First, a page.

The government has missed a golden opportunity to end the housing crisis

Mike Amesbury

The government’s proposed revolution of our planning system will take away the voice of local communities, create hollowed-out high streets, and won’t even begin to address the fundamental problems that have led to our national housing crisis.

While the challenges of the post-Covid economy have brought into sharp focus the need to stoke the furnace by investing in construction and infrastructure, the government’s measures do not address the desperate need to right the wrongs faced by so many in our communities – particularly the acute need for genuinely affordable and good-quality housing.

When we stood and clapped for carers each Thursday, what was a dark time for our country offered at least the slightest glimmer of hope that there would be no return to the least desirable aspects of the old normal. Perhaps now, our real key workers – our health professionals, hospital porters, care home staff and all the countless other professions that faced this crisis head-on – would be truly valued.

In the Labour Party, we urged the government to build back better and greener, and to take this opportunity for investment to create genuinely affordable housing and needed infrastructure. But unfortunately, and somewhat predictably, this government has given us nothing of the sort.

Far from building back better, these proposed planning reforms will take control away from local communities. They would also remove obligations, through Section 106 and the Community Infrastructure Levy (CIL), for developers to fund the affordable housing and infrastructure that we so desperately need – a system that captured over £7bn of funds in 2018/19.

The cheerleader for these reforms, Robert Jenrick, perceives this vital funding as ‘red tape’, riding roughshod over Tower Hamlets Council, making an unlawful planning direction while saving a Tory donor and developer millions by escaping the CIL obligations. Rather than learning from this scandal, this attack on local democracy is being driven by the very man who should no longer be in post.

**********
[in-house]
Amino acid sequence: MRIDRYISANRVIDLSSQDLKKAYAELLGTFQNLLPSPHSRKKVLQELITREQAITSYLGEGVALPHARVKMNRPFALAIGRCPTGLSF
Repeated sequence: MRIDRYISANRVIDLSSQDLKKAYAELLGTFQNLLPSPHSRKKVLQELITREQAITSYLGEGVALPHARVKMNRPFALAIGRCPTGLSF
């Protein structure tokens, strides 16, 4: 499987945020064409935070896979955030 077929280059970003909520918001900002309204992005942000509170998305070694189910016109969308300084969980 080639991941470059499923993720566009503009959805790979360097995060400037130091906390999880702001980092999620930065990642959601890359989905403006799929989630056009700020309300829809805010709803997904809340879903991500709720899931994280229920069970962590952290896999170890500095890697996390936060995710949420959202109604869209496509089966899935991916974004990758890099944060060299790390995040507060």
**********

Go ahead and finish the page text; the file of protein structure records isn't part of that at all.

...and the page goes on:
The replacement of these obligations, a nationally set levy, will increase the threshold at which it applies, from ten to 50 unit developments. Many developers will therefore be free from this public-good levy. And the replacement levy will not be payable until buildout, creating even further cashflow problems for hard-pressed councils.

The government is also taking forward a radical extension of permitted development rights, which will lead to poor-quality housing and hollowed-out high streets. The government-commissioned report published at the end of July confirmed that only 22% of permitted development homes meet national space standards. Rabbit hutches are coming to a village, town or city near you.

A zonal planning approach will take away the voice of our communities and their elected representatives on local planning committees. It risks creating a free-for-all where chummy developers carve up our towns, creating further segregation with no regard to the wants or needs of the people who live there.

The government frames this as ‘removing red tape’, but it’s simply wrong to paint planning departments as a barrier to housebuilding. In fact, 90% of applications are approved – and over a million homes given approval in the last ten years haven’t been built.

The government has missed a golden opportunity here to take considerable steps to end a housing crisis that has blighted our country for years. It has instead chosen to help create a system where projects of dubious quality, which offer no solutions to any of our problems, can spring up left and right – with councils and communities powerless to stop them, and where the only real beneficiaries are wealthy developers.

Good planning needs to be properly resourced and community-led via maximising engagement in creating a vision and informed plan for localities. A partnership that creates a better place with good sustainable housing and infrastructure – this is the premise of our argument in the forthcoming debates.

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